Well, now I’ve heard another take on the whole affair that is quite fascinating. An intriguing Christian sent me this sermon by John Crowder. Especially if you’re a studious Christian and you are familiar with the “standard” take I’ve summarized above, I strongly encourage you to check out this sermon. I should warn you, at times you might worry that Crowder is too flippant and/or irreverent, but try to put aside your reaction to his style and focus instead on his arguments. I think you’ll see that Crowder anticipates your objections and at least does a decent job responding to each of them, by quoting Scripture.

In a nutshell, here are some elements of his case:

==> God did NOT forsake Jesus on the cross.

==> God is a better parent than you are. Would you forsake your son in his moment of despair and agony? Of course not. So God didn’t do it to His Son, either, since–we all agree–God is a better parent than you are.

==> God didn’t abandon us in our sin. Rather, we pushed God away. The distance between you and God caused by your sin is something that you impose.

==> Jesus, like David, was crying out with a question, because in His humanity Jesus was empathizing with us, in how it sometimes feels as if “God doesn’t care about me since He let this awful thing happen.” But just because someone asks, “God, why have you abandoned me?” doesn’t mean God actually did it.

==> Jesus was not asking that question out of the blue; it’s not like He just randomly said that same thing David had written. No, Jesus was deliberately quoting David, knowing that the devout Jews in the crowd would *recognize* that He was quoting from Psalms.

==> Don’t just stop at the opening lines of the Psalm. Keep going, and look at the part in bold. Are you telling me that we’re supposed to conclude, “God abandoned Jesus on the cross”?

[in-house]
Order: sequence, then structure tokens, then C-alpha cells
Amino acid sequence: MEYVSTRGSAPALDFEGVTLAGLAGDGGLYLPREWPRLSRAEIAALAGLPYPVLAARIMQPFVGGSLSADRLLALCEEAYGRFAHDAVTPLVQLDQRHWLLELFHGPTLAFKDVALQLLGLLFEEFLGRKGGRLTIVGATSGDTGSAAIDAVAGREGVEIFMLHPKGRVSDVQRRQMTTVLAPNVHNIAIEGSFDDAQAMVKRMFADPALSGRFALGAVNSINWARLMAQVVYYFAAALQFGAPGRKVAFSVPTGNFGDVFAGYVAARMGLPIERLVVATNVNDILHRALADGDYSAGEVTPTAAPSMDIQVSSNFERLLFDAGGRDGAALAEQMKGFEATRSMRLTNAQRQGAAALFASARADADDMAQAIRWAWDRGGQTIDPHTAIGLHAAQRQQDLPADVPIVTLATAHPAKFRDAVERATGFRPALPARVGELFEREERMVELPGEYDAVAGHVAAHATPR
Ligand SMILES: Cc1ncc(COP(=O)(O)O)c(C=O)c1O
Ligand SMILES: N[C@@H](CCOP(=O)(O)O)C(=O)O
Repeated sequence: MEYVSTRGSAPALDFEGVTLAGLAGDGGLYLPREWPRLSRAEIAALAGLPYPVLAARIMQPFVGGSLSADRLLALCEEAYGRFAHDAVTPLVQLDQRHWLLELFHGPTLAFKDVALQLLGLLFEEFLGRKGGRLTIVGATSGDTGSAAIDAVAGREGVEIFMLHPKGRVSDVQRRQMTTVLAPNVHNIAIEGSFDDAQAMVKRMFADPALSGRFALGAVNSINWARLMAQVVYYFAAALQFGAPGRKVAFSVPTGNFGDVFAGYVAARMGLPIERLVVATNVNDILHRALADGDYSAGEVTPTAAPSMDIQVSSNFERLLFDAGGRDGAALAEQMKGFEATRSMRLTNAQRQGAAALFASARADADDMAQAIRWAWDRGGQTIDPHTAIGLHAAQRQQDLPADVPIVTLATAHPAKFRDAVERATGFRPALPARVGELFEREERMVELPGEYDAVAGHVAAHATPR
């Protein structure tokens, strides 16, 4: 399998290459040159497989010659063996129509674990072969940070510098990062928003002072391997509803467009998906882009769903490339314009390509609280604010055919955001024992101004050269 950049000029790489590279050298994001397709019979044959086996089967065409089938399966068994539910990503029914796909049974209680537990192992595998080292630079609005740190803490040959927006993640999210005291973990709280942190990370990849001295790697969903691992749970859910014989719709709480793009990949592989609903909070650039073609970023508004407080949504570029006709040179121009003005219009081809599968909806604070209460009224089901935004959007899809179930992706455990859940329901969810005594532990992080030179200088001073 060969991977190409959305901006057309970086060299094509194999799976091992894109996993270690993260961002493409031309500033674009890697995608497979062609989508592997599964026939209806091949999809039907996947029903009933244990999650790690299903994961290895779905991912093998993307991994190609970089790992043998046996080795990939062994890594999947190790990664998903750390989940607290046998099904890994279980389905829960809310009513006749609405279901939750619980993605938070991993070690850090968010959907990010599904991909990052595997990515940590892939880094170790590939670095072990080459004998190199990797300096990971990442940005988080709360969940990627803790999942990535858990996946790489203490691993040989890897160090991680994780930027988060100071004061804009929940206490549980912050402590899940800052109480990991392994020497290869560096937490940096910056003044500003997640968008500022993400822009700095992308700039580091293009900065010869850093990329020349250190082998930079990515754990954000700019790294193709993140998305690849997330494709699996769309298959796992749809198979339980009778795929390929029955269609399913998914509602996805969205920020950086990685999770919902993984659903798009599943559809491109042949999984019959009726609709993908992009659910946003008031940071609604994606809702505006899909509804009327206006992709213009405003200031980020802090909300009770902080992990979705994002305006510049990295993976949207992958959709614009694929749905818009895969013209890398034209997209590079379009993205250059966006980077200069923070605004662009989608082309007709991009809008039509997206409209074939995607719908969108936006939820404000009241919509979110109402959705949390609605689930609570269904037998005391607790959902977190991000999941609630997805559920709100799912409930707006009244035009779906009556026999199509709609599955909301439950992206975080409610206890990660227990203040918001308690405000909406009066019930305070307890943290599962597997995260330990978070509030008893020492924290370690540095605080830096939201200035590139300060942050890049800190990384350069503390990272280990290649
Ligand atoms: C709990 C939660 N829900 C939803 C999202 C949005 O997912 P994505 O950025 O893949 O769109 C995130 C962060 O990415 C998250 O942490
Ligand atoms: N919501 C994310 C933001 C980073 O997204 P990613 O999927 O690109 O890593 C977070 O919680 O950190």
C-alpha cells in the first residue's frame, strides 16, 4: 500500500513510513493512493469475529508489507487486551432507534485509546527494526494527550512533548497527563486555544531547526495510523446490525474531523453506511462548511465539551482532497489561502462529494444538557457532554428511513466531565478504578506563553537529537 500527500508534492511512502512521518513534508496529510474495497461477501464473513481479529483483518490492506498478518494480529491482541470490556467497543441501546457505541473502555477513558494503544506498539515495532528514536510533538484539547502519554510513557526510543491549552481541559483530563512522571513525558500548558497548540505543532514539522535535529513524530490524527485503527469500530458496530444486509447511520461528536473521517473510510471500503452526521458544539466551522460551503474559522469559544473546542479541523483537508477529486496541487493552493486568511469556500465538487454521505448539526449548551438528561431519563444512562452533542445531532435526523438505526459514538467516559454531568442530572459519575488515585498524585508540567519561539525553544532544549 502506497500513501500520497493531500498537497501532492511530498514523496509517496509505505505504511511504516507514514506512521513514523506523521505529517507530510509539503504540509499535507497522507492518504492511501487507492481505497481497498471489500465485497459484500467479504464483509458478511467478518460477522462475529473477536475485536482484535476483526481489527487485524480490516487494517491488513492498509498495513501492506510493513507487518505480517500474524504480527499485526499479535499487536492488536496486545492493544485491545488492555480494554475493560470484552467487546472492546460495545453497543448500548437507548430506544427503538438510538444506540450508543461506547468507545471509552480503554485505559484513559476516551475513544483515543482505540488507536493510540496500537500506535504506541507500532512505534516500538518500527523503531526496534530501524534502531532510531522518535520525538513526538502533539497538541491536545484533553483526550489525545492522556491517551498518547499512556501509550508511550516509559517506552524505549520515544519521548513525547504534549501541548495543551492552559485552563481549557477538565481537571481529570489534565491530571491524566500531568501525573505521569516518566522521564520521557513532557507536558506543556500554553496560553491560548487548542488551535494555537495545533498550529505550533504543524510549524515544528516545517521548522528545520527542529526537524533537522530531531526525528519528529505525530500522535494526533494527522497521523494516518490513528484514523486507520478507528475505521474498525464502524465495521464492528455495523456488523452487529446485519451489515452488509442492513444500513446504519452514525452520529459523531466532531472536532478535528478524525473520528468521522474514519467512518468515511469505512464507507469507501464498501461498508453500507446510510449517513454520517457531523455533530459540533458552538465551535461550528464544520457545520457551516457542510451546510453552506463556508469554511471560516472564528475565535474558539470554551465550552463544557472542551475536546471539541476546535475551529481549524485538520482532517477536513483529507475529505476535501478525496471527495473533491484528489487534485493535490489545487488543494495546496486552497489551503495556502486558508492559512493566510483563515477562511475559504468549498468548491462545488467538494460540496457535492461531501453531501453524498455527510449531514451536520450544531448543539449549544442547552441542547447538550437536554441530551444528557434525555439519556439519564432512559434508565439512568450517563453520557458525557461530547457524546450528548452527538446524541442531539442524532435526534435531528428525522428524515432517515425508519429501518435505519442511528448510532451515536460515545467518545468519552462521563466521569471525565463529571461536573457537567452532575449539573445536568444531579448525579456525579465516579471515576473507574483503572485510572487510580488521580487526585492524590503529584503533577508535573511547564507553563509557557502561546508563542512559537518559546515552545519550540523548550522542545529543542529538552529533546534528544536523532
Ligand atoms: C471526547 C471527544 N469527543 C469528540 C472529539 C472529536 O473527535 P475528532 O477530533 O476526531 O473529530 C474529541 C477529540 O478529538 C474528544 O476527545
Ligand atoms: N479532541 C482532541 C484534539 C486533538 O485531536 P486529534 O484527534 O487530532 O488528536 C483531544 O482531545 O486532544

16 Dogs surround me,
a pack of villains encircles me;
they pierce[e] my hands and my feet.
17 All my bones are on display;
people stare and gloat over me.
18 They divide my clothes among them
and cast lots for my garment.
19 But you, Lord, do not be far from me.
You are my strength; come quickly to help me.
20 Deliver me from the sword,
my precious life from the power of the dogs.
21 Rescue me from the mouth of the lions;
save me from the horns of the wild oxen.
22 I will declare your name to my people;
in the assembly I will praise you.
23 You who fear the Lord, praise him!
All you descendants of Jacob, honor him!
Revere him, all you descendants of Israel!
24 For he has not despised or scorned
the suffering of the afflicted one;
he has not hidden his face from him
but has listened to his cry for help.

==> As I mentioned above, there are plenty of objections one might have, including portions from Paul that seem to support the standard view. Crowder tries to answer them. My point here isn’t to tell you, “You’re thinking about this all wrong!” Rather, I’m just trying to show that it’s far more nuanced than you may have originally believed, and the gushers of the Father’s love and mercy should engulf you.

5 Responses to “Did God Forsake Jesus on the Cross?”

  1. Jared Morgan says:

    Great post. The fallacy is that God can’t abide sin j. His presence. This is not supported by scripture. For example, how does the devil go to the gathering in Heaven to talk to God in the beginning of the book of Job if this is true?

    It sounds good that God can’t abide sin in his presence, but there is no absolute principle of belief that requires this and we mainly see it used in this particular situation.

    Second comment ever, both on religious topics. Thanks Bob.

  2. Kevin Regal says:

    As I understand it, it was fairly common in Jewish culture to cite the beginning of a passage in order to refer to the whole of the passage, e.g. “Hear O Israel” can be a reference to the entirety of the shema, even the the entirety of the 10 commands. If so, it could be that Jesus was alluding to Ps 22 expressing confidence in the Father (as seen in Ps22:24) rather than in despair. It is true that he was about to die, but it is also true that his victory over sin and death was only a breath away.

  3. Brian says:

    I think this is the post you were looking for – from earlier this year.


Leave a Reply